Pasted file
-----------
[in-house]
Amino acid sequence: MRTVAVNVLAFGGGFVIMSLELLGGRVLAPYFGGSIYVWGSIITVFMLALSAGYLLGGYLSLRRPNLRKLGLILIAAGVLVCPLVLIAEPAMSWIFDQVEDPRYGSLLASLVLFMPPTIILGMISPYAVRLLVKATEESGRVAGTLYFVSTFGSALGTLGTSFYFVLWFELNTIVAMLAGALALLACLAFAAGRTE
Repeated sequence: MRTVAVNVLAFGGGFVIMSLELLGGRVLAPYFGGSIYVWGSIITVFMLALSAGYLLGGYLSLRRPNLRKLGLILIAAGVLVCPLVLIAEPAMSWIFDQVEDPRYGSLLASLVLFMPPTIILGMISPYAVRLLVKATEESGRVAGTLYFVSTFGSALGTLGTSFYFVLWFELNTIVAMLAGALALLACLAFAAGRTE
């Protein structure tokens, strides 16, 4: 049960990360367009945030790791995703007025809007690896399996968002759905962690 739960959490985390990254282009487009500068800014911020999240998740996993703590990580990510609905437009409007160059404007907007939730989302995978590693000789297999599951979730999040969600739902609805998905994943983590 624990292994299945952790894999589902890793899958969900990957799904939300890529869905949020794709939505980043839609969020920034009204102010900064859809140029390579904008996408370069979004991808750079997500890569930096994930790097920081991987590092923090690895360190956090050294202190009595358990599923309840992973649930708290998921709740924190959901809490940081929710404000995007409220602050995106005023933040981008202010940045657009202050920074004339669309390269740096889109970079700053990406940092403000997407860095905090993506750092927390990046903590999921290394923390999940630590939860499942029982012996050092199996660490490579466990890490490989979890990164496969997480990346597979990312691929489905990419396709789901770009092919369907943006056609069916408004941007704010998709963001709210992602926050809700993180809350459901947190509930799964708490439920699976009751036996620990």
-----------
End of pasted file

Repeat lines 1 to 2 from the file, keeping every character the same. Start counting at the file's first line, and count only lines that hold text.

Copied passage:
[in-house]
Amino acid sequence: MRTVAVNVLAFGGGFVIMSLELLGGRVLAPYFGGSIYVWGSIITVFMLALSAGYLLGGYLSLRRPNLRKLGLILIAAGVLVCPLVLIAEPAMSWIFDQVEDPRYGSLLASLVLFMPPTIILGMISPYAVRLLVKATEESGRVAGTLYFVSTFGSALGTLGTSFYFVLWFELNTIVAMLAGALALLACLAFAAGRTE